Steph Langdon, RD
something nutrishus counselling & coaching

Friday, August 1, 2014

Smart Summer Snacking

As we start August today and celebrate a summer long weekend, I thought I'd put down a few snacking tips. In my experience, people eat differently on weekends compared to during the work week (and that could mean they eat more OR less healthy). The summer can add another challenge as people may head away from home on road trips or to a cabin/cottage or campsite. Each location can have an impact on what and when you're eating and drinking. It's also common for people to have a reduced appetite when the weather gets warmer and of course, even more important that you remember to hydrate yourself.

Yes, summer may mean barbeques and happy hours, but it doesn't have to be all hot dogs, chips, and beer, especially if you're being mindful, enjoying a variety of foods in moderation, and working on new goals/habits. As usual, it starts with a little preparation:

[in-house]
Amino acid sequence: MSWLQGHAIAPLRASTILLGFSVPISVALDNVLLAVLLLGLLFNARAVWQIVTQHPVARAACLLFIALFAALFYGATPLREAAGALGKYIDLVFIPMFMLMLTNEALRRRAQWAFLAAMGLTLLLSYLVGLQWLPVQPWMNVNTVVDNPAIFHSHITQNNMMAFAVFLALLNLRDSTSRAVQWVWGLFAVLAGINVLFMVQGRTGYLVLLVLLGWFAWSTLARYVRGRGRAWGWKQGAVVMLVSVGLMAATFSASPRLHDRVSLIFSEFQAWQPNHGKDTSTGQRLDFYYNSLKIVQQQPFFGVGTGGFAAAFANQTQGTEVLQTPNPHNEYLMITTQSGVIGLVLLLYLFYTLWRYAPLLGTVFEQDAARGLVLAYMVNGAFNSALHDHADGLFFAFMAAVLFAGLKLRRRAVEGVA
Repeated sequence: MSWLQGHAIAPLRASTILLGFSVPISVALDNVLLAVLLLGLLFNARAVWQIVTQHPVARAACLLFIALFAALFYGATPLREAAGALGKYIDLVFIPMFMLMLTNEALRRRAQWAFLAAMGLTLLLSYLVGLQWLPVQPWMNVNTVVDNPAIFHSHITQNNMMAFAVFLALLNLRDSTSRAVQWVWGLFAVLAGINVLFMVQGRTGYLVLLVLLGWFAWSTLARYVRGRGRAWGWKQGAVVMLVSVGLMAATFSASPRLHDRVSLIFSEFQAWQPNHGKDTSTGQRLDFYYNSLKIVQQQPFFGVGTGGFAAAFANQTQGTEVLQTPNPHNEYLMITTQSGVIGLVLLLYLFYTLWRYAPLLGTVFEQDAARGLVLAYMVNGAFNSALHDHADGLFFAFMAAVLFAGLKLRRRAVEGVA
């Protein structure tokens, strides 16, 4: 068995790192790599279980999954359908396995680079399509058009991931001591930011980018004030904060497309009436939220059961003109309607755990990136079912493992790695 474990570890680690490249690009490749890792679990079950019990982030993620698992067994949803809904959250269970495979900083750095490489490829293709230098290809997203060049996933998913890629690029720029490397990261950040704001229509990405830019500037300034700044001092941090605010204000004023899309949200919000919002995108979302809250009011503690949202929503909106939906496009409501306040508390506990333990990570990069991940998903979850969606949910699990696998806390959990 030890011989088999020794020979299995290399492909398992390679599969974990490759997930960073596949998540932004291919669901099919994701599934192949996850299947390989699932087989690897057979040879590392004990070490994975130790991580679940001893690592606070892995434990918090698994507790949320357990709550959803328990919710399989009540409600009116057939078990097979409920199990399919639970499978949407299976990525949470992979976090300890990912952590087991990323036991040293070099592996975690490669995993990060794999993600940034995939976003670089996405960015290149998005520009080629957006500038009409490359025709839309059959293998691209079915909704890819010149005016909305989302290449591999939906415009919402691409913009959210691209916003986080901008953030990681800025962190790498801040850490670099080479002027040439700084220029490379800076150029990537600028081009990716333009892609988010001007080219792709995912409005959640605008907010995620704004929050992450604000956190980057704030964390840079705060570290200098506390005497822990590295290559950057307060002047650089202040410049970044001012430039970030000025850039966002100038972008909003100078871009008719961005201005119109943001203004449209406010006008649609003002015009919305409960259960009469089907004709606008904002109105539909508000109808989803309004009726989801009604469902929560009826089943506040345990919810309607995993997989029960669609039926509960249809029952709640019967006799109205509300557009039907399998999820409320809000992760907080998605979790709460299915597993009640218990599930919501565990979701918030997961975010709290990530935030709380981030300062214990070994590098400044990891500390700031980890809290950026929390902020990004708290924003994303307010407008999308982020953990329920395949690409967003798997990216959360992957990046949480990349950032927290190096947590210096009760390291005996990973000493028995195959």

• pack healthy road trip snacks and water bottles
  • chop fruit and veggies at home to reduce prep time at the cabin/cottage
  • pick up healthy groceries so you have options when you look in the fridge/pantry
  • bring snacks to people's homes/lakes so that you know there will at least be one thing healthy to choose from
Timing of intake can also change when you're away from home. Perhaps you stay up later, sleep in longer, and start the day with a large breakfast or brunch. You may not feel like you need a mid-day meal ('lunch'), but you also don't want to be starving and reaching for cheesies before supper.